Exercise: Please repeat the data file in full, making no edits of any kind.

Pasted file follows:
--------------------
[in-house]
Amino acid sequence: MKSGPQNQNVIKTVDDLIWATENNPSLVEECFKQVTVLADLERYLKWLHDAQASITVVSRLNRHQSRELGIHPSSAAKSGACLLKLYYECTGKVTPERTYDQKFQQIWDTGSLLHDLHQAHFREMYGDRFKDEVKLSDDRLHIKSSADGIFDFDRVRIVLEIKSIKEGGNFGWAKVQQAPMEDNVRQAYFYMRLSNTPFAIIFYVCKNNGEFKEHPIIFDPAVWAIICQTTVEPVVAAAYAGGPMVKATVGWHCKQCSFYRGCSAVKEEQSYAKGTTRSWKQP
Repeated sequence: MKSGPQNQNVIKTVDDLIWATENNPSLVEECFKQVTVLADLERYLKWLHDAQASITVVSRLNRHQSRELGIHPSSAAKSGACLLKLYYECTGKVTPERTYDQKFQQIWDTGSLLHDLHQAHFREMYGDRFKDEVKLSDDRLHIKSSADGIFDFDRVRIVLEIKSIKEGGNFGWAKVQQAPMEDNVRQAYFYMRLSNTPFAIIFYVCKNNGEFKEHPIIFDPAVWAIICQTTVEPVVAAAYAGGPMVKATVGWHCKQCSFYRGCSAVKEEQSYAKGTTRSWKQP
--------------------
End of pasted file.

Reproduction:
[in-house]
Amino acid sequence: MKSGPQNQNVIKTVDDLIWATENNPSLVEECFKQVTVLADLERYLKWLHDAQASITVVSRLNRHQSRELGIHPSSAAKSGACLLKLYYECTGKVTPERTYDQKFQQIWDTGSLLHDLHQAHFREMYGDRFKDEVKLSDDRLHIKSSADGIFDFDRVRIVLEIKSIKEGGNFGWAKVQQAPMEDNVRQAYFYMRLSNTPFAIIFYVCKNNGEFKEHPIIFDPAVWAIICQTTVEPVVAAAYAGGPMVKATVGWHCKQCSFYRGCSAVKEEQSYAKGTTRSWKQP
Repeated sequence: MKSGPQNQNVIKTVDDLIWATENNPSLVEECFKQVTVLADLERYLKWLHDAQASITVVSRLNRHQSRELGIHPSSAAKSGACLLKLYYECTGKVTPERTYDQKFQQIWDTGSLLHDLHQAHFREMYGDRFKDEVKLSDDRLHIKSSADGIFDFDRVRIVLEIKSIKEGGNFGWAKVQQAPMEDNVRQAYFYMRLSNTPFAIIFYVCKNNGEFKEHPIIFDPAVWAIICQTTVEPVVAAAYAGGPMVKATVGWHCKQCSFYRGCSAVKEEQSYAKGTTRSWKQP